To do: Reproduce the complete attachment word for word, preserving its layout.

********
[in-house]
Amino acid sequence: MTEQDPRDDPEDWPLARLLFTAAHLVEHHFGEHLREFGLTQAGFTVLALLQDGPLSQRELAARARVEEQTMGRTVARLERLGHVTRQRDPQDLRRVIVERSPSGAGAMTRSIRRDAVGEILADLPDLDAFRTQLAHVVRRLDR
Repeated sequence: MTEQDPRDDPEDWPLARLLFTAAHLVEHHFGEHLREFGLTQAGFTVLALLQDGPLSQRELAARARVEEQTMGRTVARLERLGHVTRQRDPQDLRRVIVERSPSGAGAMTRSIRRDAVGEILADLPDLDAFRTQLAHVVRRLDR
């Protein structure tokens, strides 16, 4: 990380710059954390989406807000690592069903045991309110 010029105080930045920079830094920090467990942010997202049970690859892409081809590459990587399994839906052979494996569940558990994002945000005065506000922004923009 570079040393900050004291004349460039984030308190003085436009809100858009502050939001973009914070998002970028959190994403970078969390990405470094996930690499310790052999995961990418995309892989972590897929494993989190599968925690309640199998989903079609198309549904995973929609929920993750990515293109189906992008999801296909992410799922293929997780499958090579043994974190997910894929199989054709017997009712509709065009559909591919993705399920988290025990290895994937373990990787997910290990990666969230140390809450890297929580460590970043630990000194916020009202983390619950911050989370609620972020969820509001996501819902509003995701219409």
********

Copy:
[in-house]
Amino acid sequence: MTEQDPRDDPEDWPLARLLFTAAHLVEHHFGEHLREFGLTQAGFTVLALLQDGPLSQRELAARARVEEQTMGRTVARLERLGHVTRQRDPQDLRRVIVERSPSGAGAMTRSIRRDAVGEILADLPDLDAFRTQLAHVVRRLDR
Repeated sequence: MTEQDPRDDPEDWPLARLLFTAAHLVEHHFGEHLREFGLTQAGFTVLALLQDGPLSQRELAARARVEEQTMGRTVARLERLGHVTRQRDPQDLRRVIVERSPSGAGAMTRSIRRDAVGEILADLPDLDAFRTQLAHVVRRLDR
């Protein structure tokens, strides 16, 4: 990380710059954390989406807000690592069903045991309110 010029105080930045920079830094920090467990942010997202049970690859892409081809590459990587399994839906052979494996569940558990994002945000005065506000922004923009 570079040393900050004291004349460039984030308190003085436009809100858009502050939001973009914070998002970028959190994403970078969390990405470094996930690499310790052999995961990418995309892989972590897929494993989190599968925690309640199998989903079609198309549904995973929609929920993750990515293109189906992008999801296909992410799922293929997780499958090579043994974190997910894929199989054709017997009712509709065009559909591919993705399920988290025990290895994937373990990787997910290990990666969230140390809450890297929580460590970043630990000194916020009202983390619950911050989370609620972020969820509001996501819902509003995701219409």